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Tuesday, May 21, 2024

The Lord of the Rings Roleplaying Review

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The works of J.R.R. Tolkien heavily impacted the development of Dungeons & Dragons and its portrayal of elves, dwarves, rangers and rogues — along with the general idea of a small group of disparate heroes banding together to save the world. Free League Publishing’s The Lord of the Rings Roleplaying (see it on Amazon) builds on those connections while modifying the rules of Dungeons & Dragons 5th Edition in clever ways that can be used to make an adventure that really feels like a tale from the iconic fantasy series.

The Lord of the Rings Roleplaying converts the rules of The One Ring tabletop roleplaying game to 5E, a smart choice given how difficult it can be to convince D&D players to learn a new system. While the book is firmly anchored in the world of Middle-earth, packed with quotes from Tolkien’s series along with sketches of its most famous places and characters, the rules are robust and novel enough that the book is worth a purchase for any game master interested in running a low-magic game that places a greater emphasis on negotiation and exploration.

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Set between the events of The Hobbit and The Fellowship of The Ring, The Lord of the Rings Roleplaying is primarily focused on scrappy adventurers fighting against the encroaching power of the Shadow in the region of Eriador, which includes the Shire, Rivendell and Bree. While the cultures of elves, dwarves and men will feel familiar to D&D players — albeit given more Middle-earth specific flavor — D&D classes have been replaced with heroic callings like Messenger, which combines a bit of Rogue and Bard, and Champion, which has aspects of Fighter and Barbarian.

Characters are capped at 10 levels to keep the power scale even more grounded, and none of the callings provide flashy magic. Wizards in Lord of the Rings are legendary figures, not a staple for every party. The closest players will come is a Scholar, who has a bit of healing and a stronger affinity for crafts, the game’s name for novel abilities like talking to animals or reading runes. But crafts can also involve forging armor or singing songs to bolster your allies, making them just as viable an option for any character. They can be chosen as you level up in lieu of a virtue, The Lord of the Rings Roleplaying game’s version of a feat. The classes feel well balanced, particularly when compared to the divides between the bounty of choices D&D spellcasters accumulate compared to the often rote actions of martial characters.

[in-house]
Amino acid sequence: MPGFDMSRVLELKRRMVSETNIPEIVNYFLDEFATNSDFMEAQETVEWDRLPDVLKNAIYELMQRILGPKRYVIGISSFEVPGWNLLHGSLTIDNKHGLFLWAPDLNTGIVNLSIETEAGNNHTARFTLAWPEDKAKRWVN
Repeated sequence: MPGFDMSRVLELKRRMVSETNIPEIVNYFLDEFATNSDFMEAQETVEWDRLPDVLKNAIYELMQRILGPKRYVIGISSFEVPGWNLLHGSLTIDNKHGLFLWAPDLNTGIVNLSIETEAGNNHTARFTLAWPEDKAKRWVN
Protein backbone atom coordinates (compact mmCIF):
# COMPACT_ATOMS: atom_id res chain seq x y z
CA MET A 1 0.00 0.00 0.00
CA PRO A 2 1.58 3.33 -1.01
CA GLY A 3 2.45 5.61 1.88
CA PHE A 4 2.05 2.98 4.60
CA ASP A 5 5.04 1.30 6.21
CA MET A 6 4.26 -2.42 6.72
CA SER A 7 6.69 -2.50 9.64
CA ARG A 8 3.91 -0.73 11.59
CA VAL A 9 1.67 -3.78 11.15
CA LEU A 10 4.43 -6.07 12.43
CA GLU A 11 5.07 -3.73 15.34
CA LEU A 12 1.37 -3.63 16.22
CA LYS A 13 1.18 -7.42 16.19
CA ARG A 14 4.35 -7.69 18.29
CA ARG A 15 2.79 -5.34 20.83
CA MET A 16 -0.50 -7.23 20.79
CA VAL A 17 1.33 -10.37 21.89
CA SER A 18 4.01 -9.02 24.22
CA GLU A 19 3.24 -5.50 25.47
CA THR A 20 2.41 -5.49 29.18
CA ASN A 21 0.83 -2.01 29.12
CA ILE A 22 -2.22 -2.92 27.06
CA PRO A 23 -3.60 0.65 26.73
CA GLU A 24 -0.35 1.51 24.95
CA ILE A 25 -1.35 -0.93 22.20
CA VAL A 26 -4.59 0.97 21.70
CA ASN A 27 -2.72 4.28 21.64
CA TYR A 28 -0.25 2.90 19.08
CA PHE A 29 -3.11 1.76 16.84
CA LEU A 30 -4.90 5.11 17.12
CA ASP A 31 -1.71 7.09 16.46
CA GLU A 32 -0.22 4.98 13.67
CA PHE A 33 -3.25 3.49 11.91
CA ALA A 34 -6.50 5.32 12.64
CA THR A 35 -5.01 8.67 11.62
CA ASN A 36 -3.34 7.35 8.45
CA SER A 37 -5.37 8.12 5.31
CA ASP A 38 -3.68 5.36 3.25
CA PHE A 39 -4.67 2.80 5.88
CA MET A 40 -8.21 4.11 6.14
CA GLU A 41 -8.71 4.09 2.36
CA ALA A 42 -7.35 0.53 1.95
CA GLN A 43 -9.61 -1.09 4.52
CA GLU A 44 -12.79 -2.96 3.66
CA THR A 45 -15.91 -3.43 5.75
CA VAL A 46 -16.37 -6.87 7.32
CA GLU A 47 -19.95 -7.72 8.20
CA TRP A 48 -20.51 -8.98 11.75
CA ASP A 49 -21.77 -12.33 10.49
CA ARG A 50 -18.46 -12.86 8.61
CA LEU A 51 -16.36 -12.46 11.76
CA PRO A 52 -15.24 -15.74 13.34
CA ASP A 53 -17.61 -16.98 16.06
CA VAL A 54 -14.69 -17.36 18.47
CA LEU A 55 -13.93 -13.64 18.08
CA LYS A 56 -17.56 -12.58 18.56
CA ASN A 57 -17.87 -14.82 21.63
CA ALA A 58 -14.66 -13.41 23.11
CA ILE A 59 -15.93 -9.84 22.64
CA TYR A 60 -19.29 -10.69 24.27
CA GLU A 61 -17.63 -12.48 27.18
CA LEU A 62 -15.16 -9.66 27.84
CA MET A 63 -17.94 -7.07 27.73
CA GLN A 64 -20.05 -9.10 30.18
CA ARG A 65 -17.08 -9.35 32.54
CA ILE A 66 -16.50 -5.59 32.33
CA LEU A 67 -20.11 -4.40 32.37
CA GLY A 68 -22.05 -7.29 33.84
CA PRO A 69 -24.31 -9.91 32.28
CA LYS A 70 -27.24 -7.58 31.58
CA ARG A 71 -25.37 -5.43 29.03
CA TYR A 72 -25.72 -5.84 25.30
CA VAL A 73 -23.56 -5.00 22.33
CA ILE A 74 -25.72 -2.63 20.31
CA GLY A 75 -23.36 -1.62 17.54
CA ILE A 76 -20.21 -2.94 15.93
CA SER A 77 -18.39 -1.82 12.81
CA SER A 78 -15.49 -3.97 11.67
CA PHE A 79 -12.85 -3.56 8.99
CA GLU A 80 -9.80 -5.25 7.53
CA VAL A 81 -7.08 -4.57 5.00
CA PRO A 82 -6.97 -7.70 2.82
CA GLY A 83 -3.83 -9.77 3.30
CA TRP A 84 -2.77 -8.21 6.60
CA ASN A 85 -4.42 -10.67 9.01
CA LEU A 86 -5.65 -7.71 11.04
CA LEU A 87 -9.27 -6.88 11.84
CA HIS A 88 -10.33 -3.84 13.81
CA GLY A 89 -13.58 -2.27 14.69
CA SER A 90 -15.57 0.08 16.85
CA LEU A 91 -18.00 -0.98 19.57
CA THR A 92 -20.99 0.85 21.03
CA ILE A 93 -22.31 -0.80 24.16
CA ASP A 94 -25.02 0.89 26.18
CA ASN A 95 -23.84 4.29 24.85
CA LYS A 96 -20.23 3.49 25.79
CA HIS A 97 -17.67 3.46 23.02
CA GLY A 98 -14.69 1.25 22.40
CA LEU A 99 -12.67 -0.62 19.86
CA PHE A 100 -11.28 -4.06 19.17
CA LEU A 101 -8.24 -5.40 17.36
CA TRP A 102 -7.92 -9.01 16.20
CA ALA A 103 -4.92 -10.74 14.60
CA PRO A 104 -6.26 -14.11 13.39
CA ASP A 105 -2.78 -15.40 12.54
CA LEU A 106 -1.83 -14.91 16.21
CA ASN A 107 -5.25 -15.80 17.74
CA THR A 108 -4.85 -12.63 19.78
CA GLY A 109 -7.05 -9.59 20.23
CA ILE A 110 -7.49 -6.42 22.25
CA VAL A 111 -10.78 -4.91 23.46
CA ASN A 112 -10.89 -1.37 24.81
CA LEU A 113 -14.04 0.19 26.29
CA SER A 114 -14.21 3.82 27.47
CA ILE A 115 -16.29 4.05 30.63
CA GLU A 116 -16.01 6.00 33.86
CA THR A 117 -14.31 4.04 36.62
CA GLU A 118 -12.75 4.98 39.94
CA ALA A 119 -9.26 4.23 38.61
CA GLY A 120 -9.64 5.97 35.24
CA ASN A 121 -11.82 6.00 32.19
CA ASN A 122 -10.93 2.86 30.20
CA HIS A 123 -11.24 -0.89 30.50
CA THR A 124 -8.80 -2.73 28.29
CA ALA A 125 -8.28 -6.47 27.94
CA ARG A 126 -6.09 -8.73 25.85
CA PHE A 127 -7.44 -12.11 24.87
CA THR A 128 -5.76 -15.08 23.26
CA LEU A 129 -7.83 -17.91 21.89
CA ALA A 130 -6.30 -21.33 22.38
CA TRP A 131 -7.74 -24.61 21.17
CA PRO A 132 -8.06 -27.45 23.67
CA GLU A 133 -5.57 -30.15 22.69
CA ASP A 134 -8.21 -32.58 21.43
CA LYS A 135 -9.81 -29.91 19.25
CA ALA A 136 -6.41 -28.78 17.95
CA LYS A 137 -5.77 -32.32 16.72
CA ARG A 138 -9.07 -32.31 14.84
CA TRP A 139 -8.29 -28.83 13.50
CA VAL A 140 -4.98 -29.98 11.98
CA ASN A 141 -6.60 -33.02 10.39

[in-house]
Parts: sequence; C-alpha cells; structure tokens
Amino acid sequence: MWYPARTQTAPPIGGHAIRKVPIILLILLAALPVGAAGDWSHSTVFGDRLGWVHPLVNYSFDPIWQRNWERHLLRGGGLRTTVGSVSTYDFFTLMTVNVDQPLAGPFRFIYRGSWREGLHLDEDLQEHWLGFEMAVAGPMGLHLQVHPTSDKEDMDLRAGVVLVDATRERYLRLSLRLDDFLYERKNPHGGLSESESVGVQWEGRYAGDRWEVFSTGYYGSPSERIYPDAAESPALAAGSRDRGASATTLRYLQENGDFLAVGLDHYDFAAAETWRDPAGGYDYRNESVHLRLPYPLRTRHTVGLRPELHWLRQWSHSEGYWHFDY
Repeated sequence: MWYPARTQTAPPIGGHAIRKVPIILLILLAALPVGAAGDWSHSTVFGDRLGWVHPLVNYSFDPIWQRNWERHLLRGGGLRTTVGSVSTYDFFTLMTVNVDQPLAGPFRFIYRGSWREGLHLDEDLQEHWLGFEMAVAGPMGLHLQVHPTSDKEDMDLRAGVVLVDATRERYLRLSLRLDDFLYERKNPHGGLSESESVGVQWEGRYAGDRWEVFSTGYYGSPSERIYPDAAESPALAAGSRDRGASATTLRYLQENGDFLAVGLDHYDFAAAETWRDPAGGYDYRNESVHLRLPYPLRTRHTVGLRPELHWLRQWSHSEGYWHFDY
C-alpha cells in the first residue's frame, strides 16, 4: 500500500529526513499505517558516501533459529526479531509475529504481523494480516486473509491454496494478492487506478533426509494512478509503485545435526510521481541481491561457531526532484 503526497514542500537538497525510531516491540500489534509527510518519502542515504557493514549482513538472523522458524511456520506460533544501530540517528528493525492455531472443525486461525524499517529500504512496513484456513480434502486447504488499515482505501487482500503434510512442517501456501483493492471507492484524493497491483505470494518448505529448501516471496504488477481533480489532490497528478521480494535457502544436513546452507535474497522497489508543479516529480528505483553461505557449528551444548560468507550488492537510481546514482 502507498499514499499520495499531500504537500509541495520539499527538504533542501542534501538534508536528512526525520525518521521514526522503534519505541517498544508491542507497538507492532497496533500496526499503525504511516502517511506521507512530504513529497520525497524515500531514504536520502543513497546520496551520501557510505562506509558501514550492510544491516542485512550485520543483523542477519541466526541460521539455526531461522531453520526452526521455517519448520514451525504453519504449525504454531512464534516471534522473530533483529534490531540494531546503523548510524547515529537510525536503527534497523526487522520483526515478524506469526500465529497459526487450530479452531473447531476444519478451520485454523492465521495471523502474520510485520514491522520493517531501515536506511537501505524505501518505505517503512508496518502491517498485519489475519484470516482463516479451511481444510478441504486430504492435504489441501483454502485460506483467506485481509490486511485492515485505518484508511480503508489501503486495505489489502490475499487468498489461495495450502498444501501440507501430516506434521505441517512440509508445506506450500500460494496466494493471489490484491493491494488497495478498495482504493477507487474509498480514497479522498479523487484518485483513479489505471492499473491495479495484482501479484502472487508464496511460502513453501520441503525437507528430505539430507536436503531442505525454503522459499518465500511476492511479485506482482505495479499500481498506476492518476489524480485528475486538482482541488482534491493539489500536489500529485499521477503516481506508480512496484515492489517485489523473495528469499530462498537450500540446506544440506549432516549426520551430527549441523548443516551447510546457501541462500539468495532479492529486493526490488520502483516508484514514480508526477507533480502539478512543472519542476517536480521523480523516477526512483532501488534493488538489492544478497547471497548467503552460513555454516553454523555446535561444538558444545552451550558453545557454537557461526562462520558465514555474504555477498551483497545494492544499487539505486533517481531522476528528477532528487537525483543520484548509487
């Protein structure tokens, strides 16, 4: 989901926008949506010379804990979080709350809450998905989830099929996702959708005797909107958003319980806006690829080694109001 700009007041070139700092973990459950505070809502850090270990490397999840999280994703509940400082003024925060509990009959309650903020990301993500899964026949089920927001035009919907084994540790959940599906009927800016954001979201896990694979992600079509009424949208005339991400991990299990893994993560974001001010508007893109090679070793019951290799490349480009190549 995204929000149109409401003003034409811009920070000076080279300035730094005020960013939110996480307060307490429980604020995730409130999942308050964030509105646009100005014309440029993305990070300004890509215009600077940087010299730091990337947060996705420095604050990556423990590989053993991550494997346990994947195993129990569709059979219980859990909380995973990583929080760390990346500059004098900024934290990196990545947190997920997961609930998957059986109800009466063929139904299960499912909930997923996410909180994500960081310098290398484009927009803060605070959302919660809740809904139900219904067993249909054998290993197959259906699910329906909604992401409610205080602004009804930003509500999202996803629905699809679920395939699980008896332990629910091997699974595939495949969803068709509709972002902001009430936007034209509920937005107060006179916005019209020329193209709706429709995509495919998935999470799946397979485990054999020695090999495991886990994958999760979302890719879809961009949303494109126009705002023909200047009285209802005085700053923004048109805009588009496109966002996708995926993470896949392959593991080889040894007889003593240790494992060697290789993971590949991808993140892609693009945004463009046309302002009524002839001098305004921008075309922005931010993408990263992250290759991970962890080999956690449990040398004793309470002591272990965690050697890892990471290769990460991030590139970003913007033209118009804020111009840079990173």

Each calling also has a shadow path, representing the way a character may succumb to darkness. Rather than using D&D’s simplistic alignment system, The Lord of the Rings Roleplaying encourages players to play flawed heroes like Boromir and Frodo who try to do the right thing but may succumb to doubt or greed. Committing misdeeds like stealing or lying, or even just encountering the dread creatures loyal to Sauron or a trove of treasure that belonged to a wicked dragon, can imbue a player with shadow points. The shadow path gives them both mechanical penalties and flaws to roleplay. A champion may become brutally violent and a captain overconfident in their own abilities. Gain enough shadow points and you may lash out at your own allies in a burst of madness or even become unplayable as your character is too burdened by the darkness they’ve seen to go on.